“To-may-to” or “to-mah-to,” however you say it, it’s time to stop throwing them at professors. Let’s take a second to address ever-present complaints of having a thickly accented teacher.
Statistically, I get it; this is a new experience for most students. According to the University of Missouri’s fact page, 73.5 percent of university enrollment is from Missouri. And according to the Migration Population Institute, only four percent of Missouri’s total population is foreign born, compared to the national average of about 13 percent. So, most MU students are entering college without having experienced much diversity.
On behalf of people everywhere, I’d like to welcome you to the real world.
You signed up for a university whose colleges include mission statements that mention diversity. For example, CAFNR – “Aspires to build a community where diversity is embraced,” College of Engineering – “We strive to promote diversity and inclusiveness in the engineering profession” and The College of Education – “developing effective, responsive scholars … who use theory and research to enhance their work in a global, diverse, and technological society.” Global. Diverse. This means people unlike yourself: people who look different, people who have different opinions and maybe even people with accents.
One of MU’s five core values is “diversity and cultural competence.” That means part of student education is solely devoted to helping learn to navigate a world filled with dissimilar people.
Therefore, a student’s responsibility to a full education is to try their best to understand. Email the professor and ask for clarification (the crazy thing about e-mails is they don’t have accents.) Read the assigned book, pay extra attention in class and form a study group. And go to class, the more time one spends hearing the accent, the more understandable it will become.
No student would ridicule a teacher if they had a lisp or a disability. They wouldn’t claim a professor isn’t qualified to teach a class. They’d learn to adjust, just like people have to do for the rest of their lives – in the real world.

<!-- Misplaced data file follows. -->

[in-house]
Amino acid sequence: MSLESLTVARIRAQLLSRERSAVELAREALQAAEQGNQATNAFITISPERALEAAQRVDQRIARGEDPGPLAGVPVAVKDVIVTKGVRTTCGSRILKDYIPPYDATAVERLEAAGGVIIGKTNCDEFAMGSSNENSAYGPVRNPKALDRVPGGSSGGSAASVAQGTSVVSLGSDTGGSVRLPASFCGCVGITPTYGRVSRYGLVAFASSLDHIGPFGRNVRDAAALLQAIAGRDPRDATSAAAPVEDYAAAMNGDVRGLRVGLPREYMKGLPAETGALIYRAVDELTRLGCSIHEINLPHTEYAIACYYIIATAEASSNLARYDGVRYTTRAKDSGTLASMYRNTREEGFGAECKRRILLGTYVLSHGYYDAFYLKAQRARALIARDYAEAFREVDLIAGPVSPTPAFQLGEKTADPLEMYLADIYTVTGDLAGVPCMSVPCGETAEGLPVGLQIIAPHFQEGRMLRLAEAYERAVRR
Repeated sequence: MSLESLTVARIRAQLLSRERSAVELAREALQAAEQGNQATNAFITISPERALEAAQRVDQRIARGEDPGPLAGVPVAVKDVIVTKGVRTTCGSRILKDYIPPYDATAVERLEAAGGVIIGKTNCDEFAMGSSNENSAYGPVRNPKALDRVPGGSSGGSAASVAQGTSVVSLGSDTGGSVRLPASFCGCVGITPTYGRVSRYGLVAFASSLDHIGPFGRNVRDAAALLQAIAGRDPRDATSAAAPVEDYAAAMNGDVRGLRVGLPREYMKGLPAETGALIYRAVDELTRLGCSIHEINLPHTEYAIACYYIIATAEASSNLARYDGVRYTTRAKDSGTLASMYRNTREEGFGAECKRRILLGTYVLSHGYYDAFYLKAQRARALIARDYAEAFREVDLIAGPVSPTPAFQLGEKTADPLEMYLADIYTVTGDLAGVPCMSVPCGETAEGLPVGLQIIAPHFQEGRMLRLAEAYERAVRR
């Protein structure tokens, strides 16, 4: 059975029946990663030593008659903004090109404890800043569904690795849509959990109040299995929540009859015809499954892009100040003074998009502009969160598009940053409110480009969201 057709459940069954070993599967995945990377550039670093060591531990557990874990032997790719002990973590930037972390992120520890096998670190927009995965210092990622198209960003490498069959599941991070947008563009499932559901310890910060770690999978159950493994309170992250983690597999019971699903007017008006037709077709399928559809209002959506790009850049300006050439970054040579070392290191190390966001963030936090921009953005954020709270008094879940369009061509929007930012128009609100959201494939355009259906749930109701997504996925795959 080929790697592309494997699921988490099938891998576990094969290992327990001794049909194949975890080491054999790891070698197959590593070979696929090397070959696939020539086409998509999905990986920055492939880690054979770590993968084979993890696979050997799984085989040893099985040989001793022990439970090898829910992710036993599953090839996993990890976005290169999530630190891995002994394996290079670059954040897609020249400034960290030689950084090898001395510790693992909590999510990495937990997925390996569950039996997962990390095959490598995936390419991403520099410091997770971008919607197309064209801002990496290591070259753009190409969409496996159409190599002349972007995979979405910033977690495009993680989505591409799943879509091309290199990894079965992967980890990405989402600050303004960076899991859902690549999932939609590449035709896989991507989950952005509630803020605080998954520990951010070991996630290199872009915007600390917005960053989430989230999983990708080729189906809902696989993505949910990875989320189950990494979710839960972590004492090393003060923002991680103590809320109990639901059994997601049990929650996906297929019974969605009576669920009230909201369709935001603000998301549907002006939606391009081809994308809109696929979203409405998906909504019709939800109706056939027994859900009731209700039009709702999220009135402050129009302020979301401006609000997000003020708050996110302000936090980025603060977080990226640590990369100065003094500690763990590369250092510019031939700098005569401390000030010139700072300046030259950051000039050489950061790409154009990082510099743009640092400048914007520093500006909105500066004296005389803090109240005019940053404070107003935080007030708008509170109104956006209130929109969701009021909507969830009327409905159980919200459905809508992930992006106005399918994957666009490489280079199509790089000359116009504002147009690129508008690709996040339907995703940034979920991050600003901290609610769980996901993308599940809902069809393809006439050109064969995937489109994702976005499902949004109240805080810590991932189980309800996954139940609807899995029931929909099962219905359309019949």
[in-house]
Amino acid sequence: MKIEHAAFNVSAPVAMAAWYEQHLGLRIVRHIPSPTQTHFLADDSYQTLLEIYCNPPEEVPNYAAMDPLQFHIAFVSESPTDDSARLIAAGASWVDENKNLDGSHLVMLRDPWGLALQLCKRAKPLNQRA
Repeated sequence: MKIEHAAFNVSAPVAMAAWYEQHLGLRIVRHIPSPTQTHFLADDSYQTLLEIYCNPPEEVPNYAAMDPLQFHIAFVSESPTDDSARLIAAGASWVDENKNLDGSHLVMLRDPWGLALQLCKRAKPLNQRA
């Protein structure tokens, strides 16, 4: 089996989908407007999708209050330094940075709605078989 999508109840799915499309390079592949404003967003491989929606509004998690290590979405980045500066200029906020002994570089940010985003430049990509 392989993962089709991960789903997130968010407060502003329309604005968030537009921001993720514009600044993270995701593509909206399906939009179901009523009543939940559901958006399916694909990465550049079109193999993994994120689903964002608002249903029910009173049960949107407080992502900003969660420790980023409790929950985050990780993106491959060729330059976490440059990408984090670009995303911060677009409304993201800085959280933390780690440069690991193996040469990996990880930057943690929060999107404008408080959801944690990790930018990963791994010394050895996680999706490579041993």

Now, think beyond yourself. My friend, a professor whom we will refer to as Dr. X, learned English by sitting at a café table with a newspaper on the left and English translation dictionary on the right. He sat for hours underlining words he did not understand and translating them until, sentence-by-sentence, he pieced the language together. Professor X sang radio jingles for car companies and grocery stores without knowing the meanings. He did all of this while taking numerous high-level mathematics courses – without knowing the language. He studied and studied until he finally understood some of what his professors were talking about, and could successfully ask for a ticket at the movie theater.
His English improved from there; with hard work and a bit of luck he became a professor. Today, when he teaches a class and kids say it’s “hard,” I want to give them a good swift kick. Not only is he a fantastic teacher, his language skills had to be approved by a board before he ever stepped foot into a classroom.
MU has many opportunities to help you promote diversity and understanding campus-wide. Join forces with programs like the Show Me Respect project by attending their staff meetings or by recognizing a kind person through “Thank a Tiger.” Attend seminars and workshops hosted by the Chancellor’s Diversity Initiative, and be a force for acceptance at MU.
The next time you begin to complain about how a professors t’s sound like d’s, stop and think about your full college education. Contemplate what it means to be a student of the world not just a student of a class.